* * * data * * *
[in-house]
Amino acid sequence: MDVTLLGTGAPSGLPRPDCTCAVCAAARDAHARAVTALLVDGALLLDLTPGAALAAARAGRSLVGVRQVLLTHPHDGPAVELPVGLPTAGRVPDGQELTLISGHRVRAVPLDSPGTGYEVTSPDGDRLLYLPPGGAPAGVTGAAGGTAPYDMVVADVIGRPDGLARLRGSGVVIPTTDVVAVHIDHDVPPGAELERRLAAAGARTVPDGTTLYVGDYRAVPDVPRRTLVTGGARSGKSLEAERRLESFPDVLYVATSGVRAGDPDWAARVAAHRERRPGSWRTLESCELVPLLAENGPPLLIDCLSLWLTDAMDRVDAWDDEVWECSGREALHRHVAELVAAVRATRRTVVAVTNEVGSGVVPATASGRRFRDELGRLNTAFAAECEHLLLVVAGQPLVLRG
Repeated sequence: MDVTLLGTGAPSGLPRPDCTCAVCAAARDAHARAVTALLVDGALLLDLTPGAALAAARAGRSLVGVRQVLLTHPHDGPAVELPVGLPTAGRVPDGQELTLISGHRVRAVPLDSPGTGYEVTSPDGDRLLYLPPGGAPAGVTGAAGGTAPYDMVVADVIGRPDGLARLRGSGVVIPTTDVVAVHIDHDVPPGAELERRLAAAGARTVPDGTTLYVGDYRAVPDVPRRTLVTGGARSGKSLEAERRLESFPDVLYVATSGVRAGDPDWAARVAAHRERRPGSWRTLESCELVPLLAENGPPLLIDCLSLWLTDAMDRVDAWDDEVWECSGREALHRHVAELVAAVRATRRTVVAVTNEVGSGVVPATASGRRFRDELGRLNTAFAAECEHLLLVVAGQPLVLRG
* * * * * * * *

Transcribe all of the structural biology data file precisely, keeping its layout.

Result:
[in-house]
Amino acid sequence: MDVTLLGTGAPSGLPRPDCTCAVCAAARDAHARAVTALLVDGALLLDLTPGAALAAARAGRSLVGVRQVLLTHPHDGPAVELPVGLPTAGRVPDGQELTLISGHRVRAVPLDSPGTGYEVTSPDGDRLLYLPPGGAPAGVTGAAGGTAPYDMVVADVIGRPDGLARLRGSGVVIPTTDVVAVHIDHDVPPGAELERRLAAAGARTVPDGTTLYVGDYRAVPDVPRRTLVTGGARSGKSLEAERRLESFPDVLYVATSGVRAGDPDWAARVAAHRERRPGSWRTLESCELVPLLAENGPPLLIDCLSLWLTDAMDRVDAWDDEVWECSGREALHRHVAELVAAVRATRRTVVAVTNEVGSGVVPATASGRRFRDELGRLNTAFAAECEHLLLVVAGQPLVLRG
Repeated sequence: MDVTLLGTGAPSGLPRPDCTCAVCAAARDAHARAVTALLVDGALLLDLTPGAALAAARAGRSLVGVRQVLLTHPHDGPAVELPVGLPTAGRVPDGQELTLISGHRVRAVPLDSPGTGYEVTSPDGDRLLYLPPGGAPAGVTGAAGGTAPYDMVVADVIGRPDGLARLRGSGVVIPTTDVVAVHIDHDVPPGAELERRLAAAGARTVPDGTTLYVGDYRAVPDVPRRTLVTGGARSGKSLEAERRLESFPDVLYVATSGVRAGDPDWAARVAAHRERRPGSWRTLESCELVPLLAENGPPLLIDCLSLWLTDAMDRVDAWDDEVWECSGREALHRHVAELVAAVRATRRTVVAVTNEVGSGVVPATASGRRFRDELGRLNTAFAAECEHLLLVVAGQPLVLRG